For a learner of Finnish who doesn't know any Estonian, German, Hungarian or Swedish, the best choice from this list of 7 dictionaries depends on price, coverage and ease of use.

If cost were by far the overriding factor, then the Finnish-Estonian dictionaries ii) and iii) or the Finnish-Hungarian one could be the way to go (10-50 Euros for a dictionary containing between 10,000 and 50,000 headwords, depending on the dictionary that you choose in the end).

If coverage and cost were the overriding factors, then the large Finnish-Estonian dictionary iv) could be the way to go (40-60 Euros for a dictionary of 90,000 headwords with each headword cross-referenced to a model word in a table of inflections for these model words.)

If coverage, cost and ease of use were the overriding factors, then the Finnish-Estonian explanatory dictionary i) could be the way to go (40-70 Euros for a dictionary of 50,000 headwords with almost every headword showing the core inflected forms)

For myself, it'd be a toss-up between the Finnish-Estonian dictionaries i) and iv) or effectively a matter of ease of use versus quantity of headwords. Almost every headword in the Finnish-Estonian explanatory dictionary i) has a list of its core inflected forms rather than cross-referencing to a model word in the appendix as in the large Finnish-Estonian dictionary iv). Yet this same large Finnish-Estonian dictionary iv) has almost twice the headwords (90,000 headwords versus 50,000 in i)). The retail price of each dictionary varies but it's common to find either dictionary fetching at least 40 Euros and so the outlay should be almost the same. In either case, paying about 40 Euros would be much easier to stand than paying 80 Euros for the standard Finnish explanatory dictionary or at least 90 Euros for WSOYpro's large Finnish-German or Finnish-Swedish dictionaries.

***If you need to buy Finnish books, you have a choice between Suomalainen kirjakauppa (“Finnish Bookstore”), Akateeminen kirjakauppa (“Academic Bookstore”), Adlibris.com, Bookplus.fi, Info.fi and Ruslania.com. All of these offer online purchasing but beware of shipping costs (see below for more information). Adlibris is a Swedish bookseller which does business throughout Scandinavia while Bookplus.fi, Info.fi and Ruslania.com are Finnish operations. Info.fi sometimes offers dictionaries at lower prices than the competition and was also where I bought a copy of Gummerus' new and large English-Finnish dictionary for 17 Euros rather than the regular price of approximately 80 Euros. Despite its name and focus on selling Russian books, Ruslania also carries Finnish books. Shipping costs to places outside the EU may be high, and combined with customs could make securing Finnish materials more expensive than one would anticipate. In the UK, Bay Foreign Language Books Ltd. carries some Finnish learning materials while in the USA, Schoenhof’s and North Wind Books carry such material. See “Links” at the end of this profile for URLs to these shops.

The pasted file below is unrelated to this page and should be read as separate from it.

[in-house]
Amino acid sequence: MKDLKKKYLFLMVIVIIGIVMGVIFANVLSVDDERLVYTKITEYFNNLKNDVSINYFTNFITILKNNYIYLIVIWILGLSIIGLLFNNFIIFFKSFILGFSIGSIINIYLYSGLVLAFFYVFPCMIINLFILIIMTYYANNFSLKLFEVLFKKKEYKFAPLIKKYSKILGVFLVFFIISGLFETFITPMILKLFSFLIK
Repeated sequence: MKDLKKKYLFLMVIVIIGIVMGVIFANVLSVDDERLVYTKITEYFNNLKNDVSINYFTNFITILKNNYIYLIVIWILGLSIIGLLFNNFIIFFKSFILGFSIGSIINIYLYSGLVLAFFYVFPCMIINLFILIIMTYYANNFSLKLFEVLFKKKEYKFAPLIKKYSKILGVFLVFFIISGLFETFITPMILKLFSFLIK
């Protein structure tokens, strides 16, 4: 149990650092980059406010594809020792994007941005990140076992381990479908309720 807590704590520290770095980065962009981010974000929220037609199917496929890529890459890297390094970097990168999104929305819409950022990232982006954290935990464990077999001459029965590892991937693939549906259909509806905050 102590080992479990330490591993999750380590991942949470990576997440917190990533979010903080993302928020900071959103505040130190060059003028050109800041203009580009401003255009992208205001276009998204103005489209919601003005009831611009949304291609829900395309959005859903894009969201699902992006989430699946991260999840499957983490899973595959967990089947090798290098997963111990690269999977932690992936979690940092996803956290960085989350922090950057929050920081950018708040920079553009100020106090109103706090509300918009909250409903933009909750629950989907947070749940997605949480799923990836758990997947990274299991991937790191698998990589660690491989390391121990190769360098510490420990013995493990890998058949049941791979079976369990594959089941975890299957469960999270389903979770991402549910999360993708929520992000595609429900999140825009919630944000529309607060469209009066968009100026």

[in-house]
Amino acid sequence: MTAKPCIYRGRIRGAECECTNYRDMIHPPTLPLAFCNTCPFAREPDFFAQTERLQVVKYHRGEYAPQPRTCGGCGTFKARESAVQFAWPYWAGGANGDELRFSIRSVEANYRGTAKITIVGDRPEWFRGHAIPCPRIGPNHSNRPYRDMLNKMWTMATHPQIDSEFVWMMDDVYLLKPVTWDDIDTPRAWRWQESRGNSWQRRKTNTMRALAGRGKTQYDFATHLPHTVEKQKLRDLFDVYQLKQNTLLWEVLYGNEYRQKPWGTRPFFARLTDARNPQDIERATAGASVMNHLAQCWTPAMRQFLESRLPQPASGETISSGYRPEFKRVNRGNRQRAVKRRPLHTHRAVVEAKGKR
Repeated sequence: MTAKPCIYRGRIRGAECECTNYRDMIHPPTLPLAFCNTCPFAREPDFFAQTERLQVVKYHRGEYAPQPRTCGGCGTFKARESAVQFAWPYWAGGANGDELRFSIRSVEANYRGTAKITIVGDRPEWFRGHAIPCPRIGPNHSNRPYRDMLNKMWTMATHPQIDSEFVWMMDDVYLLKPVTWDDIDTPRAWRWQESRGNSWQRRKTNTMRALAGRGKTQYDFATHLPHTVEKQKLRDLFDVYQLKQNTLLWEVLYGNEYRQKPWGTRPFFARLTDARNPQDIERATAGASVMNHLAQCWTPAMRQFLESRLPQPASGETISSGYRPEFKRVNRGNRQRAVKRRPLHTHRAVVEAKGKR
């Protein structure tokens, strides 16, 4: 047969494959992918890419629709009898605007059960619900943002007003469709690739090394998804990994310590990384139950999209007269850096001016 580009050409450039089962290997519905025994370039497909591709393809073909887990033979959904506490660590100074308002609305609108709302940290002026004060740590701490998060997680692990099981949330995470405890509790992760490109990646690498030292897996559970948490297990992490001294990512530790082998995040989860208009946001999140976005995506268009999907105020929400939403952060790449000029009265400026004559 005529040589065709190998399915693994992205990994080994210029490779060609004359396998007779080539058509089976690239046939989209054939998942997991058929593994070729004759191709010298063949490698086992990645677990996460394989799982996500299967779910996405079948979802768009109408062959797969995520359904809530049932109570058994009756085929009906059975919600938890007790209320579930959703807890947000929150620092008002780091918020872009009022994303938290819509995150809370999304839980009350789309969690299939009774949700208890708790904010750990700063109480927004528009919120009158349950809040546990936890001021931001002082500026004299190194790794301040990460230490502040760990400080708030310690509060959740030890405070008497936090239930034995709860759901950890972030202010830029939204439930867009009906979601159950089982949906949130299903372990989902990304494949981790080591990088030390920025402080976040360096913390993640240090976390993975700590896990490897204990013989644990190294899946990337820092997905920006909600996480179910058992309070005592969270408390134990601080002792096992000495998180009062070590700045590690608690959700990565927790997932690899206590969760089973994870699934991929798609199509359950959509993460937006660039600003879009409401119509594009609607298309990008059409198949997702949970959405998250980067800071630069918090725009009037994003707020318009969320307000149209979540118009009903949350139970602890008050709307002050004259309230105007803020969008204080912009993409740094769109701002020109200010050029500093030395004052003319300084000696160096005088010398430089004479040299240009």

SCHOOLS
There are courses for foreigners who want to learn Finnish in Finland. One can study either at a Finnish university during the academic year, or in a summer course offered at the university. In some cases it is not necessary for one to be enrolled as a regular university student, and so one may learn the language as a working professional. There are also private schools which teach Finnish to foreigners. The “Links” section at the end of this profile provides information on schools or colleges which offer Finnish classes.

University of California (Berkeley), Indiana University, University of Minnesota, Lakehead University (Canada), University of Toronto, and University College London among other non-Finnish universities offer classes in Finnish. Occasionally, there may be Finnish classes on weekends or evenings for children of Finnish origin (“heritage language courses”) or any interested adults regardless of ethnic origin held at Finnish cultural centers or Finnish churches.

LINKS

Discussions, posts or logs on HTLAL involving Finnish:
- 6WC - Finnish (MGF)